In early December, Bob’s wife died. Though he was heartbroken, he kept working on the book for his daughter. A few days before Christmas, he reluctantly attended a company party at Montgomery Ward. His co-workers encouraged him to share the story he’d written. After he read it, there was a standing ovation. Everyone wanted copies of their own. Montgomery Ward bought the rights to the book from their debt-ridden employee. Over the next six years, at Christmas, they gave away six million copies of Rudolph the Red Nosed Reindeer to shoppers. Every major publishing house in the country was making offers to obtain the book. In an incredible display of good will, the head of the department store returned all rights to Bob May. Four years later, Rudolph had made him into a millionaire.

Now remarried with a growing family, May felt blessed by his good fortune. But there was more to come. His brother-in-law, a successful songwriter named Johnny Marks, set the uplifting story to music. The song was pitched to artists from Bing Crosby on down. They all passed. Finally, Marks approached Gene Autry. The cowboy star had scored a holiday hit with “Here Comes Santa Claus” a few years before. Like the others, Autry wasn’t impressed with the song about the misfit reindeer. Marks begged him to give it a second listen. Autry played it for his wife, Ina. She was so touched by the line “They wouldn’t let poor Rudolph play in any reindeer games” that she insisted her husband record the tune.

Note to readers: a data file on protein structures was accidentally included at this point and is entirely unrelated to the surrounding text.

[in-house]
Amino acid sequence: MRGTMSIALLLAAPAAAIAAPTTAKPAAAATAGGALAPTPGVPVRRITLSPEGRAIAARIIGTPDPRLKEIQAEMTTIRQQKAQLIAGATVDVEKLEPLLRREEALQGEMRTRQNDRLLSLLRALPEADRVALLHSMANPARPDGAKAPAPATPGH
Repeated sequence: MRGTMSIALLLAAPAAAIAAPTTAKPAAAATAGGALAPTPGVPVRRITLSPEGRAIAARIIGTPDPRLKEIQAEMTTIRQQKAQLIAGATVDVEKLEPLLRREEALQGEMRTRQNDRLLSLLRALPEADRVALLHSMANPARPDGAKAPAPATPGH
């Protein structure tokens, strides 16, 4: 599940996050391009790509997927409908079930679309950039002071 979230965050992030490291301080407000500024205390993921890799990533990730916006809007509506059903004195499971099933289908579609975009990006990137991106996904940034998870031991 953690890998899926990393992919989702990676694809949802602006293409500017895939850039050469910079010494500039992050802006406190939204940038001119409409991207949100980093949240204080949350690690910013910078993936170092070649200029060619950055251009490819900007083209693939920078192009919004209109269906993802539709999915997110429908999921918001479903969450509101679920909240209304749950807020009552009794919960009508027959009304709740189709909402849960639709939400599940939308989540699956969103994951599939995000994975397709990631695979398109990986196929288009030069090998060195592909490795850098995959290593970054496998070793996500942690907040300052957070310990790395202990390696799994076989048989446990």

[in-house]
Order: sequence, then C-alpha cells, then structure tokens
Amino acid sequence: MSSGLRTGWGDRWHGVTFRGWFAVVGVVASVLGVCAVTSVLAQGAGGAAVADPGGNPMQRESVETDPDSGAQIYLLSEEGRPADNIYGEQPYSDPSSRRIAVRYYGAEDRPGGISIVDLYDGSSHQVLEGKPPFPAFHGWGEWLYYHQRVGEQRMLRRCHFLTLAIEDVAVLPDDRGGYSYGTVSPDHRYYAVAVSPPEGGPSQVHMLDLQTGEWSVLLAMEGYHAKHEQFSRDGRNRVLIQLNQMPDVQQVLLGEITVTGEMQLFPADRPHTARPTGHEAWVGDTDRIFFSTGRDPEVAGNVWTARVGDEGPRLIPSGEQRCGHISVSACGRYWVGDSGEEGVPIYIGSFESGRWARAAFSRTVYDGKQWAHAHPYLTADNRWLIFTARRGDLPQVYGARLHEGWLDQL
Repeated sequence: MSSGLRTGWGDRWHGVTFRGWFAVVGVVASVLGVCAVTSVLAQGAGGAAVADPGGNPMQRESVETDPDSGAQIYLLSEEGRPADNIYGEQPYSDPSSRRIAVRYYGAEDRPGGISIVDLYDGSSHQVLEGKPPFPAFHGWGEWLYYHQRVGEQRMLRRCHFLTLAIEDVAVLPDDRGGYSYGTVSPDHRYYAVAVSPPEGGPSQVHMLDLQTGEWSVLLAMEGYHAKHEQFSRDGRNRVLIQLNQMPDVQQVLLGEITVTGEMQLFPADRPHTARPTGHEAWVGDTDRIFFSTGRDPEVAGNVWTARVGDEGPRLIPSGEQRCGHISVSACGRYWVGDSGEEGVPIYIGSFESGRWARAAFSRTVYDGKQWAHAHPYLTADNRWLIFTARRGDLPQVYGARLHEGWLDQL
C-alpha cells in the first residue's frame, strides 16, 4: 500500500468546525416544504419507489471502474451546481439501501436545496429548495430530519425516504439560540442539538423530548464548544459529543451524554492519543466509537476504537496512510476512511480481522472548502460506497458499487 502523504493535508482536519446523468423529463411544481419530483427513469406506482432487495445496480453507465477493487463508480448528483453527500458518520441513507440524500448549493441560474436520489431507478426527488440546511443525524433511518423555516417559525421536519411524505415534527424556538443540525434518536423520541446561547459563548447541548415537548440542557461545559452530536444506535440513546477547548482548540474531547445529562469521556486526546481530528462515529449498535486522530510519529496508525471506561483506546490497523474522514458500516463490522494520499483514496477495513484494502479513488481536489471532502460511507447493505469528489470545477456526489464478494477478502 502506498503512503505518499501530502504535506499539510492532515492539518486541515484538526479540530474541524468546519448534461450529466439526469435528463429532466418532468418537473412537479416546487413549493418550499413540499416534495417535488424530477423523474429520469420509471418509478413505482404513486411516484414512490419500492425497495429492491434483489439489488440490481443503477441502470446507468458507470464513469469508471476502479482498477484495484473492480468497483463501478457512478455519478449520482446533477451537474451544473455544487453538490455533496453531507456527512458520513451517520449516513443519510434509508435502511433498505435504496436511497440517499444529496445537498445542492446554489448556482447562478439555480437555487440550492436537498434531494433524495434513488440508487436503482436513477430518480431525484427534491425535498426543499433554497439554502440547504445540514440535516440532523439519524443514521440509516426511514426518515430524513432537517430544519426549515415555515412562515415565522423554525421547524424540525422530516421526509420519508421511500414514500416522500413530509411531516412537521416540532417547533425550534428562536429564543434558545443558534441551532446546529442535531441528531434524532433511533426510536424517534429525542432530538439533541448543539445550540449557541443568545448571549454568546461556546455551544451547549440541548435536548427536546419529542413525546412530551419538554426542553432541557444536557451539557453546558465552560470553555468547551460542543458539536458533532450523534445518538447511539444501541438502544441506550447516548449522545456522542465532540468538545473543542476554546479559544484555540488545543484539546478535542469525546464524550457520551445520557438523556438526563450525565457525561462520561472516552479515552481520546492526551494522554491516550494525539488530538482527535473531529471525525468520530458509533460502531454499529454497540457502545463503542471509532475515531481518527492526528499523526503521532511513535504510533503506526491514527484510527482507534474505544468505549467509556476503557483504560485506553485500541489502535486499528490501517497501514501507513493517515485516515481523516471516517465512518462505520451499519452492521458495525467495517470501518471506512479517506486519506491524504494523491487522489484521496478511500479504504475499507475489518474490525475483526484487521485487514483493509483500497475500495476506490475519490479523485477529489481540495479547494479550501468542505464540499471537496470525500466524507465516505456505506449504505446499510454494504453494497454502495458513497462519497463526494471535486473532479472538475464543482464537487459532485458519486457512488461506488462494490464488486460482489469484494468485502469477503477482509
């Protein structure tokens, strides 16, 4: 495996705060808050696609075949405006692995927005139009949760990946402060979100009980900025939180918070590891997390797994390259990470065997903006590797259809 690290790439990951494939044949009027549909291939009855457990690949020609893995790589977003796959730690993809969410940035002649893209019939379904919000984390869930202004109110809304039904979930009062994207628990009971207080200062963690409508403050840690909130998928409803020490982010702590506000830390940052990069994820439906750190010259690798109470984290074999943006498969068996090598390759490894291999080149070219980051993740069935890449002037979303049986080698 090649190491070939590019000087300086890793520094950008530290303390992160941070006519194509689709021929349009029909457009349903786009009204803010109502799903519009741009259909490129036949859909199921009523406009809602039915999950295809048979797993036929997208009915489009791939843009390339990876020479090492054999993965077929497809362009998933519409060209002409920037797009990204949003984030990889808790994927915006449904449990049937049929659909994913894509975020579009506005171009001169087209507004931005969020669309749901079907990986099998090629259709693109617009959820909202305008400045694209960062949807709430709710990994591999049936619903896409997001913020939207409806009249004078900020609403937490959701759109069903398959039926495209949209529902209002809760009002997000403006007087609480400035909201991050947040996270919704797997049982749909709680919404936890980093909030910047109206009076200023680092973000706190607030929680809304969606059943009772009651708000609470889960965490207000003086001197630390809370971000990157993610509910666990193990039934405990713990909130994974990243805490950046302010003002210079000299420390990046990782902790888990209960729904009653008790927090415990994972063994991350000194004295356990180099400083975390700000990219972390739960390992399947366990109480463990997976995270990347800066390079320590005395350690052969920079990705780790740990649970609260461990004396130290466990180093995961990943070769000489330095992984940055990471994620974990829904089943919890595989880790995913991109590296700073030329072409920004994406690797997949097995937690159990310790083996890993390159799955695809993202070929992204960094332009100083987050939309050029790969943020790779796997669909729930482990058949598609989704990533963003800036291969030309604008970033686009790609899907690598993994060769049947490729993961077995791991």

Within a few years, it had become the second best-selling Christmas song ever, right behind “White Christmas.” Since then, Rudolph has come to life in TV specials, cartoons, movies, toys, games, coloring books, greeting cards and even a Ringling Bros. circus act. The little red-nosed reindeer dreamed up by Bob May and immortalized in song by Johnny Marks has come to symbolize Christmas as much as Santa Claus, evergreen trees and presents. As the last line of the song says, “He’ll go down in history.”

12/08/2020
12/03/2020
Classic FM

Classic FM

Jingle Bells, but played in a minor key 😢

(📹 Toms Mucenieks)

11/12/2020
Mel Robbins

Mel Robbins

She’s freaking 5 years old!!! I can’t even twirl a baton 😂 I’m just blown away by this natural talent at such a young age, aren’t you?! 🥁

11/12/2020
Classic FM

The struggle is real.

😂 (via Jason Sulliman)

Well, there’s this 😳
09/21/2020

Well, there’s this 😳

Is it a duck? Is it a goose? Is it a platypus? 🦆❤️ 🦆 Quack...we heard you loud and clear! 🦆❤️🦆

👉 It's our NEW Flute Instrument cover featuring a double-layered elongated flute mask specially designed not to crowd the instrument and maximize normalcy of play.

CONTINUE TO PERFORM SAFELY: https://www.mccormicksnet.com/Flute-Cover-p/3070017.htm

#woodwinds #marchingband #band #winds #wgi #dci #boa #iwantaseason #musician #flute #performingarts #bandcamp #teachers #banddirector #musiceducation #covid #musicteacher #symphony

08/30/2020
Classic FM

Classic FM

This inspiring musician plays FIVE different kinds of flute ❤️